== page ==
10. The impact of the COVID-19 outbreak in the country has extended to religious centres as well. This morning a member of the organising committee of the "Ram Kot Parikrama", which marks the start of Ram Navami festivities in Uttar Pradesh's Aydohya next week, told NDTV the event had been suspended. In Andhra Pradesh the Tirupati board has shut down the iconic temple over virus fears. The famous Siddhivinayak Temple in Mumbai has already been shut down. Sporting events have been affected too, with the Indian Premier League (IPL) cricket tournament postponed and the India-South Africa series called off.
10 questions on coronavirus India expects PM Modi to answer tonight
As the fear and panic around coronavirus intensifies, Prime Minister Narendra Modi is slated to address the nation at 8 pm tonight. Indians would be expecting PM Modi to talk about the situation and how the government plans to prevent the situation from deteriorating.
Here are a few questions PM Modi might answer in his address to the nation tonight:
How fast is the virus spreading?
If the global scenario is taken into consideration then it is evident that the virus spreads rather fast. The incubation period ranges from 2 to 14 days. In countries such as China, Italy and Iran, hundreds of new cases were reported in a single day. So far in India, the spread has been contained. However, it must be pointed out that India, with such a massive population, has also carried out significantly fewer tests, with most focussed at airports and hospitals.
Will India announce relief package to fight coronavirus?
While other countries have announced funding, India is yet to jump into the bandwagon. Dr Arun Singh, chief economist, Dun and Bradstreet India said, "At this point of time we are more worried about the controlling perspective of the epidemic. I expect, in a week or two, there will be an advisory by the Finance Ministry or the PMO on the economic action that they will be taking to keep the economy floating."
Will markets be shut? Should people stock up? For how long?
Panic buying is already taking place in India over fears that the government is going to announce a lockdown. On the back of such fears, offline stores are staring at empty shelves as essential items such as rice, flour, oil, sanitisers, cleaning products are being hoarded by customers. Online stores such as Bigbasket and Grofers are witnessing a sharp increase in orders.
Will there be a lockdown?
While India is not likely to undergo an official lockdown, the government has asked people to stay indoors for as long as possible. Most schools, colleges, institutions, companies, malls, theatres, restaurants will be shut till March 31. Meanwhile, Prasar Bharati CEO Shashi Shekhar tweeted, "Some media outlets are speculating that PM Modi will announce a lock down in his address. This information is incorrect. It will also create unnecessary panic in minds of people, which is the last thing we need in times like this."
What is the government's plan to fight coronavirus?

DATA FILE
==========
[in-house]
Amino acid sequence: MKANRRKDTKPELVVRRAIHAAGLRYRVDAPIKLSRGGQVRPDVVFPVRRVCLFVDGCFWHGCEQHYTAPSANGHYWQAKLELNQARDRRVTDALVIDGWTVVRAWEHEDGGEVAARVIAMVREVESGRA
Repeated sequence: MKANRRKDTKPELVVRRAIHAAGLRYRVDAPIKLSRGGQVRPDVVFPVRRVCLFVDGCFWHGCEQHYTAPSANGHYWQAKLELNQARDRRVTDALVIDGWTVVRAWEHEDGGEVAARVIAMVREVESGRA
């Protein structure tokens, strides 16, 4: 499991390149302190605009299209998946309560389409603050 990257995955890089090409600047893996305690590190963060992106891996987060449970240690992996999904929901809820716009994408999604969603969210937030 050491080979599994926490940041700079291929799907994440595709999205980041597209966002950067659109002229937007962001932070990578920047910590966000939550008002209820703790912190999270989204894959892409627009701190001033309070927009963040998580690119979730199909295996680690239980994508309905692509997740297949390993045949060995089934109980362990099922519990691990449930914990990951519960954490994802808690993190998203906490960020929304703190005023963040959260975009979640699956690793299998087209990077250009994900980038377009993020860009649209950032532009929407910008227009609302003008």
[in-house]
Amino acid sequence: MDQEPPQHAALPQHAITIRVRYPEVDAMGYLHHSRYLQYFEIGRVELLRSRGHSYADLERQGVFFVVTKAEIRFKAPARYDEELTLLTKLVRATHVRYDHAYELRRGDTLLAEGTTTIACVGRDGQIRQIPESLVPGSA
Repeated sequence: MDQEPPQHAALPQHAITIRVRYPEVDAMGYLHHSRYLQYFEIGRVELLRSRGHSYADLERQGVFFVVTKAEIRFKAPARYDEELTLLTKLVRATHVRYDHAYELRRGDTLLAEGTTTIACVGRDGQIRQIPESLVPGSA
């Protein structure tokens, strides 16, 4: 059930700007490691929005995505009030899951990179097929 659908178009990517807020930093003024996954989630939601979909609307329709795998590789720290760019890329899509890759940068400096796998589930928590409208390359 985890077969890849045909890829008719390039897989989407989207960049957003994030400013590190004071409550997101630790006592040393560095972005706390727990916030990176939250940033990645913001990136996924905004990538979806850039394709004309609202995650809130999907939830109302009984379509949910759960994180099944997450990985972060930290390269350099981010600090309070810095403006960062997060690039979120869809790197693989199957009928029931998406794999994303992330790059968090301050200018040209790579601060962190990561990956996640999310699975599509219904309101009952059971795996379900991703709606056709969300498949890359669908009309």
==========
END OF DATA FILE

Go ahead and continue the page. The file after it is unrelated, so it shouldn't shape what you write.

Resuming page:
The government aims to minimise social gathering and crowding at public places for now. It is also trying to increase testing centres and isolation wards. Most importantly, the government would want to contain the panic.
What has the government done so far?
The Indian government has taken a slew of measures to combat coronavirus. For starters it has banned the entry of any foreign national to the country. International flights have been suspended. Borders with neighbouring countries have also been closed.
Domestically, the state governments and the Centre have urged people to avoid non-essential travel. Schools, colleges, theatres, restaurants, and malls have been ordered to close till at least March 31. Events and tournaments have been cancelled or postponed, CBSE and ICSE exams have been cancelled till the end of the month. In some cities such as Gurugram, the government has also announced MNCs to let their employees work from home.
Why is the government not roping in the private sector?
So far, all the tests and treatments are being carried out by the Centre and under the government's supervision. It is to be seen if the private sector is roped in as and if cases increase.
Are states cooperating?
All the states in India have different governments, including from parties other than the ruling BJP. However, both the Centre and state governments are cooperating so far to curb the spread.
Will India declare an emergency?
This is something everyone has been wondering. Many other countries have declared health emergencies. However, it remains to be seen how India goes about it.
How is the government spreading awareness?
The government is trying to spread awareness through the internet, media as well as print. For instance, the Indian Railways has printed pamphlets and distributed them among its passengers. The government is also playing a pre-recorded message as a caller tune every time an individual places a call. Ministers and celebrities are also doing their bit to spread awareness through the internet with videos and posts.